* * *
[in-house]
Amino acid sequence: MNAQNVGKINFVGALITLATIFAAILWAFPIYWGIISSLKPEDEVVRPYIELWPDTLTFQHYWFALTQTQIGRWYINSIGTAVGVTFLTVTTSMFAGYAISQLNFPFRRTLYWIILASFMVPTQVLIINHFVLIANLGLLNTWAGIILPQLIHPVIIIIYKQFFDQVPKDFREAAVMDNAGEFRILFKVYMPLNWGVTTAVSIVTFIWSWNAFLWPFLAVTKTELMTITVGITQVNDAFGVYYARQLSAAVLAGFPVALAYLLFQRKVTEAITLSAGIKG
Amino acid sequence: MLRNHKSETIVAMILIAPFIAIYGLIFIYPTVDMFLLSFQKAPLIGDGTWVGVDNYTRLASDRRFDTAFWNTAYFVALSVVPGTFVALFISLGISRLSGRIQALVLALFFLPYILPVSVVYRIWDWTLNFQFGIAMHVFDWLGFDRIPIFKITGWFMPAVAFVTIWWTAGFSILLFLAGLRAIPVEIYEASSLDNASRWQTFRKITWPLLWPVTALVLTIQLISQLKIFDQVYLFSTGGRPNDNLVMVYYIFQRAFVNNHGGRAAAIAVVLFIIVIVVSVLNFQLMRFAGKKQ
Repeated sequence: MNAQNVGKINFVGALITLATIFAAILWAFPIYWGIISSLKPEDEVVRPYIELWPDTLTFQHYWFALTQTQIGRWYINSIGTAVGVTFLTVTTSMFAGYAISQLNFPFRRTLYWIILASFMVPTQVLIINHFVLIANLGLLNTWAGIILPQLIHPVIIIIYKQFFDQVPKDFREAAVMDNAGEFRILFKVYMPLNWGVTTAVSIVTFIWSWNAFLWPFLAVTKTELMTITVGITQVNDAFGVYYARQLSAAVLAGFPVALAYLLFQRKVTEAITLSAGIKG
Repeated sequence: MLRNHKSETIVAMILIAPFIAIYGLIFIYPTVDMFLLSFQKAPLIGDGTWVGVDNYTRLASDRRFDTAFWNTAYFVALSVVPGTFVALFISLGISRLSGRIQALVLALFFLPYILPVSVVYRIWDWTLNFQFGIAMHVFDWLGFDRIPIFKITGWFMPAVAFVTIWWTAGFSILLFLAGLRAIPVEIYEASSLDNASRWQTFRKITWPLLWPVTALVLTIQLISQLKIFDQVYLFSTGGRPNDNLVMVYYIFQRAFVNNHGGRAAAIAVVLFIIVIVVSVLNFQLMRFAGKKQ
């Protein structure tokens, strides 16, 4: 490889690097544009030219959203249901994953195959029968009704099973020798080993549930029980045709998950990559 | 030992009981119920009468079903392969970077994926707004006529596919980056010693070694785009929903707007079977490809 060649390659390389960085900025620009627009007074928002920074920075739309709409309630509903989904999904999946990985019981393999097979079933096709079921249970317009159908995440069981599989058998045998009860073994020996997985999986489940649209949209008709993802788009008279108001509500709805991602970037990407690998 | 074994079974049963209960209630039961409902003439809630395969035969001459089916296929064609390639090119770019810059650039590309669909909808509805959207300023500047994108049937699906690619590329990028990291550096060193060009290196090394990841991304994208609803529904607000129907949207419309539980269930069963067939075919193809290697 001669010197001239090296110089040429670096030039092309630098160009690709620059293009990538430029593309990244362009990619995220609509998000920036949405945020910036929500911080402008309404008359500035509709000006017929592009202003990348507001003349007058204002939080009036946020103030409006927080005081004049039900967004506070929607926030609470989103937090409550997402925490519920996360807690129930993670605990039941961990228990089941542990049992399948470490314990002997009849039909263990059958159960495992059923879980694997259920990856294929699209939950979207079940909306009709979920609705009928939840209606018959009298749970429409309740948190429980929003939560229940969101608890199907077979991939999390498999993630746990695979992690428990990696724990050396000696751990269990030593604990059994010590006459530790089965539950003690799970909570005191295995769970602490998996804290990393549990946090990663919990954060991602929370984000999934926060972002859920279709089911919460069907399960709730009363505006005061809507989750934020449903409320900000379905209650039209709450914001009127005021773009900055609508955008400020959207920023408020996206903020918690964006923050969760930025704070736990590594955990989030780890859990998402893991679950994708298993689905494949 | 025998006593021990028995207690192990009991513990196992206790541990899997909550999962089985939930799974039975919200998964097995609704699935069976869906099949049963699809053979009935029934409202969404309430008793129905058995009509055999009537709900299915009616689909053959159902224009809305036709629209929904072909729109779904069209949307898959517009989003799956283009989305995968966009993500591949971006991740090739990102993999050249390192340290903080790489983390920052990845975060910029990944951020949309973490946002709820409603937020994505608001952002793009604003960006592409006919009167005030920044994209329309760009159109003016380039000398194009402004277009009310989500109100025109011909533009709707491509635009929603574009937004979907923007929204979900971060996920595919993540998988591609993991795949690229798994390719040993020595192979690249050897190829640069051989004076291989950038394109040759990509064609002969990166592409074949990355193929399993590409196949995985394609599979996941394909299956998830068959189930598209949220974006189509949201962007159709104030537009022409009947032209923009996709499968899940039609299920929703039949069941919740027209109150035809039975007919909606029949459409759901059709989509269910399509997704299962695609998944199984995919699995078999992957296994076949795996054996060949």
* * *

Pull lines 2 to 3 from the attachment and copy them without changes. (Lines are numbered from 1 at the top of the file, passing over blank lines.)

Amino acid sequence: MNAQNVGKINFVGALITLATIFAAILWAFPIYWGIISSLKPEDEVVRPYIELWPDTLTFQHYWFALTQTQIGRWYINSIGTAVGVTFLTVTTSMFAGYAISQLNFPFRRTLYWIILASFMVPTQVLIINHFVLIANLGLLNTWAGIILPQLIHPVIIIIYKQFFDQVPKDFREAAVMDNAGEFRILFKVYMPLNWGVTTAVSIVTFIWSWNAFLWPFLAVTKTELMTITVGITQVNDAFGVYYARQLSAAVLAGFPVALAYLLFQRKVTEAITLSAGIKG
Amino acid sequence: MLRNHKSETIVAMILIAPFIAIYGLIFIYPTVDMFLLSFQKAPLIGDGTWVGVDNYTRLASDRRFDTAFWNTAYFVALSVVPGTFVALFISLGISRLSGRIQALVLALFFLPYILPVSVVYRIWDWTLNFQFGIAMHVFDWLGFDRIPIFKITGWFMPAVAFVTIWWTAGFSILLFLAGLRAIPVEIYEASSLDNASRWQTFRKITWPLLWPVTALVLTIQLISQLKIFDQVYLFSTGGRPNDNLVMVYYIFQRAFVNNHGGRAAAIAVVLFIIVIVVSVLNFQLMRFAGKKQ